With the global pandemic forcing many organisations to keep their staff working from home for an extended period, interest in the topic of Zero Trust has never been stronger. But while IT managers might know that Zero Trust involves confirming the identities of users and applications before access is granted, they might be less sure about how it can be implemented.
Some of the most common questions being posed by those considering adopting Zero Trust include:
- Aren’t the users and devices on my network already trusted?
Many organisations fall victim to cyberattacks because they don’t think they require layered protections to secure users and data within the network. Zero Trust methodologies exist entirely because, in today’s technology landscape, organisations must assume by default that all users, devices, and connections are untrustworthy, regardless of their location.
It only takes one lost or stolen corporate credential for an attacker to compromise an entire network. This is why multi-factor authentication with risk-based policies is crucial when adopting a Zero Trust strategy.
- Is having strong authentication sufficient?
When Zero Trust is in place users and devices establish their identity before being allowed access to IT resources. Organisations must validate their users with strong multi-factor authentication, as well as the devices themselves using protections such as endpoint antivirus and threat detection and response.
Without having both these elements in place, they might inadvertently end up allowing access to a legitimate, trusted employee who is operating on a shared and untrusted machine. Alternatively, they might accidentally grant access to a bad actor taking advantage of an unattended corporate laptop. In this time of widespread remote working, Zero Trust networks can prevent these risks by default.
- Aren’t home networks already quite safe?
It’s easy to regard the home networks used by remote working staff are safer than shared public environments. However, if you are working to adopt Zero Trust, this idea needs to be erased. The truth is home networks aren’t safer or less risky than coffee shops, airports, or other remote work locations.
There are many potential concerns, including routers with insecure default configurations, open Wi-Fi connections, and external guests. As part of a Zero Trust strategy, it’s best to treat home offices as untrusted environments at all times.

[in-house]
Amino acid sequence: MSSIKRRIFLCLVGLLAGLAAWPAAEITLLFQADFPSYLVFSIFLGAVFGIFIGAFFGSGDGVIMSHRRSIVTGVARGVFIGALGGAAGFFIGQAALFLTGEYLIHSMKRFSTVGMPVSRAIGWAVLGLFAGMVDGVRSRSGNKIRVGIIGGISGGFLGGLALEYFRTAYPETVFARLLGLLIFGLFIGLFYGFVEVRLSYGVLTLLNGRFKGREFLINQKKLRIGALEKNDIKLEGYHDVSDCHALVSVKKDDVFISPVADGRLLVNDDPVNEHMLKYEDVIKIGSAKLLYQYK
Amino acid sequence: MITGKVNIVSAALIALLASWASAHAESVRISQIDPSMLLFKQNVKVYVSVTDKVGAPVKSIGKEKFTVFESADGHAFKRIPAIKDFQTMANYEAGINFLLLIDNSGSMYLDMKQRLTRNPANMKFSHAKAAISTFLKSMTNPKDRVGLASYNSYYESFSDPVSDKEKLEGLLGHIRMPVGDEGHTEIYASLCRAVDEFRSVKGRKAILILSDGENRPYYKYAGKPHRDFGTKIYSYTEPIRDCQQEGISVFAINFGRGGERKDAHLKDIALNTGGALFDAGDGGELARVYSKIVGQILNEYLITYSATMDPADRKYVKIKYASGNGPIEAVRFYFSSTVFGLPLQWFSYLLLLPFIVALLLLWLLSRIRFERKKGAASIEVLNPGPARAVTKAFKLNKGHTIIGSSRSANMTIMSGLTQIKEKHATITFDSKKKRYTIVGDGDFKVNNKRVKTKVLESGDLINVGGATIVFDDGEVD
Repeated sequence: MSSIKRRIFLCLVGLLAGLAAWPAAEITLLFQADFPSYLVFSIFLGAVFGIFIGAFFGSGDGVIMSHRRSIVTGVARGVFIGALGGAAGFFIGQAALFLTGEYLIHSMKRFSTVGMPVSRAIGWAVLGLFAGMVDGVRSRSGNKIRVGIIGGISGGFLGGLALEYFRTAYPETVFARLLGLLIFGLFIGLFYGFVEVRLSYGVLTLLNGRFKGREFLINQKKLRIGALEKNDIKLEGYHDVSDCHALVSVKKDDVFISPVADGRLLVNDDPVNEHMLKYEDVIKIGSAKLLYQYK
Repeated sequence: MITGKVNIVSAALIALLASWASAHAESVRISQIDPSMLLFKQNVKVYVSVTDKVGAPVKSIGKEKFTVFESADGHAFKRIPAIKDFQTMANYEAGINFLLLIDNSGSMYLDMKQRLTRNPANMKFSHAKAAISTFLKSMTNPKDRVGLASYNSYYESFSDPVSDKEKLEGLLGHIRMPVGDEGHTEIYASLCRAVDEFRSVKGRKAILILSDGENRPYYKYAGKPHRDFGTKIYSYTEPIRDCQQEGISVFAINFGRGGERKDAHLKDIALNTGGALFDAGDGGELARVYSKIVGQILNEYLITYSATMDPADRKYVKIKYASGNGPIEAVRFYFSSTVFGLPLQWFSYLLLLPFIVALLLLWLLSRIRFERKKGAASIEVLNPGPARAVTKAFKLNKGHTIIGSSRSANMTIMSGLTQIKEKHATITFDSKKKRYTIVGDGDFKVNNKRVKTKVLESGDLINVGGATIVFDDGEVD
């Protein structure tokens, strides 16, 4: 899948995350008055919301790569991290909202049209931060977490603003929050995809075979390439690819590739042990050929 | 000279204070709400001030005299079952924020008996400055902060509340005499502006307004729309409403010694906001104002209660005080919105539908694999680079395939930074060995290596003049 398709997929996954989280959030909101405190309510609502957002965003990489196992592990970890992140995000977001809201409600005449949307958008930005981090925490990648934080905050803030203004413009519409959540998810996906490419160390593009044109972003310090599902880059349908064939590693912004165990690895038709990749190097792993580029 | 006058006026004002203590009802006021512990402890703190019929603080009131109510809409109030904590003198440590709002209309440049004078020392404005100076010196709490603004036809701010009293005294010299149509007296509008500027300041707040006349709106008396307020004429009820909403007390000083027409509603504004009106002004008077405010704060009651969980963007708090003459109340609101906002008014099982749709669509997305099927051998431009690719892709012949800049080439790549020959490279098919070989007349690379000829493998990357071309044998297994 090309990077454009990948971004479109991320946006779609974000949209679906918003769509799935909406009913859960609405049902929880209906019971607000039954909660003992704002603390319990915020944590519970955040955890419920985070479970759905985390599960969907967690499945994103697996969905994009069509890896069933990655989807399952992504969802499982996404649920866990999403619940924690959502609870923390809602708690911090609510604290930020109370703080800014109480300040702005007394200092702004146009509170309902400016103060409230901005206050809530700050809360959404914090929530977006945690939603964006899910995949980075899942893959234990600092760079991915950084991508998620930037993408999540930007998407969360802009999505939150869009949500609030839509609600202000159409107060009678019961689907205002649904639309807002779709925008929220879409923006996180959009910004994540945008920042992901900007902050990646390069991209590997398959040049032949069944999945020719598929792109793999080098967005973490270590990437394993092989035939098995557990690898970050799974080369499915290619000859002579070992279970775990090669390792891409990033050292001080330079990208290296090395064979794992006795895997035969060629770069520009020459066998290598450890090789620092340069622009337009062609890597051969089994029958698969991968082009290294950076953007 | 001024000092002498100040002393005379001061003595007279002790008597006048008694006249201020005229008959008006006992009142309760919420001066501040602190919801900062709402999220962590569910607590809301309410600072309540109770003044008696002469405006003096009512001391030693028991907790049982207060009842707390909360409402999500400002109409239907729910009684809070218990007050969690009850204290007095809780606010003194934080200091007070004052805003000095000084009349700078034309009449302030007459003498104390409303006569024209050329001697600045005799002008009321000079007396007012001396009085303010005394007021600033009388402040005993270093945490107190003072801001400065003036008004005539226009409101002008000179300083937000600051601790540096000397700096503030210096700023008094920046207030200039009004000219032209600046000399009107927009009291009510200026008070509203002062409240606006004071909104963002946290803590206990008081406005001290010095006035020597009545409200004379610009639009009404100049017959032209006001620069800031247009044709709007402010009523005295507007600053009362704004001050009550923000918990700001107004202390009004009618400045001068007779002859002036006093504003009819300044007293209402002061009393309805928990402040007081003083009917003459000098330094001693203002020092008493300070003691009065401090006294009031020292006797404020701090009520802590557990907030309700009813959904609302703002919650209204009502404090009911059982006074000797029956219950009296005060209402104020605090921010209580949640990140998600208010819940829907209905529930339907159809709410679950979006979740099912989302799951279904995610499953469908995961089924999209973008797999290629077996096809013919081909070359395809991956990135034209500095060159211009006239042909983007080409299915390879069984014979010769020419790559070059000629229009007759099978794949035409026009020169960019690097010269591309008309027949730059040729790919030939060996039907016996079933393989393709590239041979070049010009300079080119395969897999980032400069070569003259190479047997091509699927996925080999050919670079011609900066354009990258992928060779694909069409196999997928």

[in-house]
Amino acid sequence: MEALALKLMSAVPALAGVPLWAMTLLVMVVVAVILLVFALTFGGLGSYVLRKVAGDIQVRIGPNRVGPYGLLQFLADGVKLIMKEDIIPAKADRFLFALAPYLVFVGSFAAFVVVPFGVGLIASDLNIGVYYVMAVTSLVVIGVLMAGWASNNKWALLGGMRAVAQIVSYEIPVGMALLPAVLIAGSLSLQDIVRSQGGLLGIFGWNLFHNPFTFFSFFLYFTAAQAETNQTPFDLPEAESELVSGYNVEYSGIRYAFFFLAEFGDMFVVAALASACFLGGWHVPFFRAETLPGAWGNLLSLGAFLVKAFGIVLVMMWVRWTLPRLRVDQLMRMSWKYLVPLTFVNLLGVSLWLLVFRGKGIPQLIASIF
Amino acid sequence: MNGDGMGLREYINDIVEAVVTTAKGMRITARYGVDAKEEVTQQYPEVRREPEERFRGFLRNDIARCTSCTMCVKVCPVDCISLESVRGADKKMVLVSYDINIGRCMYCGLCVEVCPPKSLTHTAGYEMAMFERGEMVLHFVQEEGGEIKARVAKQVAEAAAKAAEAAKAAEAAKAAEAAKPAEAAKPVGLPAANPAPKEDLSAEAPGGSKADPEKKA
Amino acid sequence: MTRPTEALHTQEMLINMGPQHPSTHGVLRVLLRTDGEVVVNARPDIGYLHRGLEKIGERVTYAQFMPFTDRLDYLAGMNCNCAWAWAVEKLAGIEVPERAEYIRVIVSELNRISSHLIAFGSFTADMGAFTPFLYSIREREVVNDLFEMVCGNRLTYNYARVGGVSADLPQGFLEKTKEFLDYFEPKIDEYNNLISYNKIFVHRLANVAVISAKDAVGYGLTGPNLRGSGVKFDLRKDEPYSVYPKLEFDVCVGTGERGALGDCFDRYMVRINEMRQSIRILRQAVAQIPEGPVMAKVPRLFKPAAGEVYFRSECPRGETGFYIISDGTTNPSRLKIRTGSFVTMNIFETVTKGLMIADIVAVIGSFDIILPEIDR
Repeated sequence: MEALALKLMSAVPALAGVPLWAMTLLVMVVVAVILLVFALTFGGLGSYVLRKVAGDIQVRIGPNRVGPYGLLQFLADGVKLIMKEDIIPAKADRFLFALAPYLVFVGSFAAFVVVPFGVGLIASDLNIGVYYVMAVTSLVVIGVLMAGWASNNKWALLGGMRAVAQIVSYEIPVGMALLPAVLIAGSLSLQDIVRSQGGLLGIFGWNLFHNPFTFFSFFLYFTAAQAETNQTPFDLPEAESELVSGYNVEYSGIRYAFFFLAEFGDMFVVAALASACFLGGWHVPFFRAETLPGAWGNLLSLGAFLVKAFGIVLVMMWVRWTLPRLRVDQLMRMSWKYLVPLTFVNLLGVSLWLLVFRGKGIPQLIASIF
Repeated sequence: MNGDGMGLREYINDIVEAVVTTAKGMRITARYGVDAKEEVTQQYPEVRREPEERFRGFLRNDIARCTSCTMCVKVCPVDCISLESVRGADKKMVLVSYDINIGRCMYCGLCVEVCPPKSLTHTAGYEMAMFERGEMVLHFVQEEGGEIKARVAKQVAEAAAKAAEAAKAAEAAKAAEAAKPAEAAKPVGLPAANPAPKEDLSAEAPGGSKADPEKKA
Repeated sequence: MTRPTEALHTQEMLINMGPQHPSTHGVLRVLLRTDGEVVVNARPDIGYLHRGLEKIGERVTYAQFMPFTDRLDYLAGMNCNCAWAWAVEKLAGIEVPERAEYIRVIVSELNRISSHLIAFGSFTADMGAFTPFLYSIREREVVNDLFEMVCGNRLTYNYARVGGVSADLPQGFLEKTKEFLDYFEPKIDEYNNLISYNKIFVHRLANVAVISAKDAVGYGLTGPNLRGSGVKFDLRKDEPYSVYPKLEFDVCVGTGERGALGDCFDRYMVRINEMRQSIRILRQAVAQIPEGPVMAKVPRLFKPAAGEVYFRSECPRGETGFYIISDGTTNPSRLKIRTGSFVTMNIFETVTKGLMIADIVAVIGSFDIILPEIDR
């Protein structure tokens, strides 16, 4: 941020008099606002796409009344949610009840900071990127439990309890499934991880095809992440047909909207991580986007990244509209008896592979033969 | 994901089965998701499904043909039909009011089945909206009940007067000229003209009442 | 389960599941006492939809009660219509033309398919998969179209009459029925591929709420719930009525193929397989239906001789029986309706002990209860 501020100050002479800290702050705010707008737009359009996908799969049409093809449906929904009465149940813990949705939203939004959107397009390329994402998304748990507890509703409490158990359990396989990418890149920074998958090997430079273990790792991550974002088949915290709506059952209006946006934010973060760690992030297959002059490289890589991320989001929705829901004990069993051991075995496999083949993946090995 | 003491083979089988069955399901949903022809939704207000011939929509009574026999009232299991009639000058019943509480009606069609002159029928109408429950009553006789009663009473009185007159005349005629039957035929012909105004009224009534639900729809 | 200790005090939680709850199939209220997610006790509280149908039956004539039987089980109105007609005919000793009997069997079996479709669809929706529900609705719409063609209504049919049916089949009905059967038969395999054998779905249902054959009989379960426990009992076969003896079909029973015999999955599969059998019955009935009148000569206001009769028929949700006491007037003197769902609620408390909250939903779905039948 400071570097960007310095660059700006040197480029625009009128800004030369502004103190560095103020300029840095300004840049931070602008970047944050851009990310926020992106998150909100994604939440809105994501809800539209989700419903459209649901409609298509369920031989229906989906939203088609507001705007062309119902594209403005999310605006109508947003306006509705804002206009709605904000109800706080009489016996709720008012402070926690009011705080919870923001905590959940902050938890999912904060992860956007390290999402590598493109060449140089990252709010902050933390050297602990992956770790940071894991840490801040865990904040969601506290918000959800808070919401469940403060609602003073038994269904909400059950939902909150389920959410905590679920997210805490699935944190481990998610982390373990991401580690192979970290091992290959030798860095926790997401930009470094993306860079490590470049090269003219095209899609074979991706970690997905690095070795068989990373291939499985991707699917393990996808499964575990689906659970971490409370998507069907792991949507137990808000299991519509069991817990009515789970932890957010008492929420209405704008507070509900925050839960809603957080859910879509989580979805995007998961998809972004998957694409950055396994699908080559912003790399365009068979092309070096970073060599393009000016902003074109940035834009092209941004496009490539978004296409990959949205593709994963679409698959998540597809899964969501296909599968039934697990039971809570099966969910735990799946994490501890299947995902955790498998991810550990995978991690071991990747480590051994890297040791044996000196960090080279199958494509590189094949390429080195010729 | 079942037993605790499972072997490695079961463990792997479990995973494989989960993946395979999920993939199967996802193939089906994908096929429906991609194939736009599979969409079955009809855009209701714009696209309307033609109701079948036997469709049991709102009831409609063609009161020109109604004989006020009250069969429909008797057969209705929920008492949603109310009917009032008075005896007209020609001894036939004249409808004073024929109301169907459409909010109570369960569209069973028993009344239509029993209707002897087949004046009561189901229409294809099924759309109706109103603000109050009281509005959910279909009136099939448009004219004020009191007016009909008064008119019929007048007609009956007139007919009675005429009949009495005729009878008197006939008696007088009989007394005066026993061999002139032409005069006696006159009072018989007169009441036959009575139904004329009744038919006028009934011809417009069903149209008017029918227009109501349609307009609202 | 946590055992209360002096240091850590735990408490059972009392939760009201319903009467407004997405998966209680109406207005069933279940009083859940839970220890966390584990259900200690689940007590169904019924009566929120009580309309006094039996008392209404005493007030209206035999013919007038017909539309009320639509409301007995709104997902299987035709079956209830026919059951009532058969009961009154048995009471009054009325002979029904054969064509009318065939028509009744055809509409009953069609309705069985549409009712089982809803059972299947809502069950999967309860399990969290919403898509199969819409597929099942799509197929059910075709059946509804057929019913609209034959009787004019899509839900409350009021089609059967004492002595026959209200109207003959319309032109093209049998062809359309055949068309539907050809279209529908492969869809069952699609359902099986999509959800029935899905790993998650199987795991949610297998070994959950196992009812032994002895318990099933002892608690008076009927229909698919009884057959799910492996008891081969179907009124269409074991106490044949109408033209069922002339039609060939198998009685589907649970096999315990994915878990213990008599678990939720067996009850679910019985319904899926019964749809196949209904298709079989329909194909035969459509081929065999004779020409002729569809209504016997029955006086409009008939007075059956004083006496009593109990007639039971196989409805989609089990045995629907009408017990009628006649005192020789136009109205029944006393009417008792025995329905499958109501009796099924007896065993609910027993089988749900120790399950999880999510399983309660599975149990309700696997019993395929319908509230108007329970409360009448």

- Does my IT infrastructure need to be totally cloud based?
Because Zero Trust proponents spend significant time talking about how it works with cloud-based resources, it could be easy to think that everything needs to be placed there. This is certainly not the case.
As long as organisations have offices, they are likely to maintain critical legacy applications and shared file servers on-premises that users can only access through VPN. Even with a Zero Trust strategy, customers should consider the core network part of a broader infrastructure of business applications.
- Do I have to say goodbye to auto logins for cloud app access?
An increasing number of cloud applications allow users to log in using social media accounts like Facebook and Twitter. While this might save time and effort, it falls well outside of Zero Trust principles which are focused on managing risk.
Organisations that allow auto-logins or single sign-on for cloud services should use company-controlled credential management, such as identity providers, and trust relationships with cloud applications using protocols, such as SAML. Doing so with user-controlled credentials essentially delegates credential management to employees and exposes the customer to credential stuffing attacks and many other security risks.
Because of the significant security benefits that it delivers, Zero Trust is likely to become much more widely used in the months ahead. By understanding some of the accompanying key constraints and requirements, organisations will be much better placed to have a strategy that works. Consider how it might benefit your operations.